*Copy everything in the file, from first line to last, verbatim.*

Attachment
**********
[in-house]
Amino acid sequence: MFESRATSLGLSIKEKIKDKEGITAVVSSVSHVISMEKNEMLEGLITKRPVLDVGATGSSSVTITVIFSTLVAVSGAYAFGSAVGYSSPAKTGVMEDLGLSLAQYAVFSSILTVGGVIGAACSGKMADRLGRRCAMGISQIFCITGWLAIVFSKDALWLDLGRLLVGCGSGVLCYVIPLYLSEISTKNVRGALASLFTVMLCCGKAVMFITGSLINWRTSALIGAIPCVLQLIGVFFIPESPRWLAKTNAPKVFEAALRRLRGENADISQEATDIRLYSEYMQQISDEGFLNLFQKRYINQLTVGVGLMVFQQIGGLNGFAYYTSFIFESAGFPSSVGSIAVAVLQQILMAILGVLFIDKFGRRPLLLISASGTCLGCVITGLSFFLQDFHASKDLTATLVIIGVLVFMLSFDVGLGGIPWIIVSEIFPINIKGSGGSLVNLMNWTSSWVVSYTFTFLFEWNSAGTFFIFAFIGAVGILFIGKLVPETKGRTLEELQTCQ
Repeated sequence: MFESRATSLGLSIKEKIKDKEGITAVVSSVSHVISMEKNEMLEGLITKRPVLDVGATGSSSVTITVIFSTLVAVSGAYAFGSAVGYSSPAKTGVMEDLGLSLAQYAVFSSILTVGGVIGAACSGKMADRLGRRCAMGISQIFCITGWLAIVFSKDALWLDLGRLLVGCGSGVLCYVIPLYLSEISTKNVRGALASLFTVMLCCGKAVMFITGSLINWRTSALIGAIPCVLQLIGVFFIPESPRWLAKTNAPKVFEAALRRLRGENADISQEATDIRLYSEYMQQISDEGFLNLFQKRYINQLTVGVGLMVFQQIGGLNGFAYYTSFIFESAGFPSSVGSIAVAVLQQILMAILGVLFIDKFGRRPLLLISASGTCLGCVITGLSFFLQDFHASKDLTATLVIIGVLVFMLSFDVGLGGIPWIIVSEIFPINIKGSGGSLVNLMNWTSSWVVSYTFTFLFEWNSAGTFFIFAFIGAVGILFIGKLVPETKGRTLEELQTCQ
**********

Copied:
[in-house]
Amino acid sequence: MFESRATSLGLSIKEKIKDKEGITAVVSSVSHVISMEKNEMLEGLITKRPVLDVGATGSSSVTITVIFSTLVAVSGAYAFGSAVGYSSPAKTGVMEDLGLSLAQYAVFSSILTVGGVIGAACSGKMADRLGRRCAMGISQIFCITGWLAIVFSKDALWLDLGRLLVGCGSGVLCYVIPLYLSEISTKNVRGALASLFTVMLCCGKAVMFITGSLINWRTSALIGAIPCVLQLIGVFFIPESPRWLAKTNAPKVFEAALRRLRGENADISQEATDIRLYSEYMQQISDEGFLNLFQKRYINQLTVGVGLMVFQQIGGLNGFAYYTSFIFESAGFPSSVGSIAVAVLQQILMAILGVLFIDKFGRRPLLLISASGTCLGCVITGLSFFLQDFHASKDLTATLVIIGVLVFMLSFDVGLGGIPWIIVSEIFPINIKGSGGSLVNLMNWTSSWVVSYTFTFLFEWNSAGTFFIFAFIGAVGILFIGKLVPETKGRTLEELQTCQ
Repeated sequence: MFESRATSLGLSIKEKIKDKEGITAVVSSVSHVISMEKNEMLEGLITKRPVLDVGATGSSSVTITVIFSTLVAVSGAYAFGSAVGYSSPAKTGVMEDLGLSLAQYAVFSSILTVGGVIGAACSGKMADRLGRRCAMGISQIFCITGWLAIVFSKDALWLDLGRLLVGCGSGVLCYVIPLYLSEISTKNVRGALASLFTVMLCCGKAVMFITGSLINWRTSALIGAIPCVLQLIGVFFIPESPRWLAKTNAPKVFEAALRRLRGENADISQEATDIRLYSEYMQQISDEGFLNLFQKRYINQLTVGVGLMVFQQIGGLNGFAYYTSFIFESAGFPSSVGSIAVAVLQQILMAILGVLFIDKFGRRPLLLISASGTCLGCVITGLSFFLQDFHASKDLTATLVIIGVLVFMLSFDVGLGGIPWIIVSEIFPINIKGSGGSLVNLMNWTSSWVVSYTFTFLFEWNSAGTFFIFAFIGAVGILFIGKLVPETKGRTLEELQTCQ